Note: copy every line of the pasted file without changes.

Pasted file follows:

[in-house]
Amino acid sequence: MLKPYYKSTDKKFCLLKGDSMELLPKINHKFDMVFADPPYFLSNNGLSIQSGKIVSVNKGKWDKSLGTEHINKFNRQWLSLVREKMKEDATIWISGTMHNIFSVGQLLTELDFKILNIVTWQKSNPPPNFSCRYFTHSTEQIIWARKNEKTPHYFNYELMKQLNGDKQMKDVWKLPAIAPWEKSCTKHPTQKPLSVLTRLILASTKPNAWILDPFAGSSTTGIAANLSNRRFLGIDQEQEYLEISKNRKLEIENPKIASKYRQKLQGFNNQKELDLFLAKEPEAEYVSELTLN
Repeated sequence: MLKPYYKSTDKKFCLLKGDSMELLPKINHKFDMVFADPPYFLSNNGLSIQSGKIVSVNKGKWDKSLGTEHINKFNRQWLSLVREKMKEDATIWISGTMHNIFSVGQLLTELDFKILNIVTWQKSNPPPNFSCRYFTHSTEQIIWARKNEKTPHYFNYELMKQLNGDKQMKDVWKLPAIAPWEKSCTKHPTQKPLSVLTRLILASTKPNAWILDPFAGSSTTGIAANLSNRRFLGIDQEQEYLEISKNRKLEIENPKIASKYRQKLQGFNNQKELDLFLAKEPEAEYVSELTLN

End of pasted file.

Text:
[in-house]
Amino acid sequence: MLKPYYKSTDKKFCLLKGDSMELLPKINHKFDMVFADPPYFLSNNGLSIQSGKIVSVNKGKWDKSLGTEHINKFNRQWLSLVREKMKEDATIWISGTMHNIFSVGQLLTELDFKILNIVTWQKSNPPPNFSCRYFTHSTEQIIWARKNEKTPHYFNYELMKQLNGDKQMKDVWKLPAIAPWEKSCTKHPTQKPLSVLTRLILASTKPNAWILDPFAGSSTTGIAANLSNRRFLGIDQEQEYLEISKNRKLEIENPKIASKYRQKLQGFNNQKELDLFLAKEPEAEYVSELTLN
Repeated sequence: MLKPYYKSTDKKFCLLKGDSMELLPKINHKFDMVFADPPYFLSNNGLSIQSGKIVSVNKGKWDKSLGTEHINKFNRQWLSLVREKMKEDATIWISGTMHNIFSVGQLLTELDFKILNIVTWQKSNPPPNFSCRYFTHSTEQIIWARKNEKTPHYFNYELMKQLNGDKQMKDVWKLPAIAPWEKSCTKHPTQKPLSVLTRLILASTKPNAWILDPFAGSSTTGIAANLSNRRFLGIDQEQEYLEISKNRKLEIENPKIASKYRQKLQGFNNQKELDLFLAKEPEAEYVSELTLN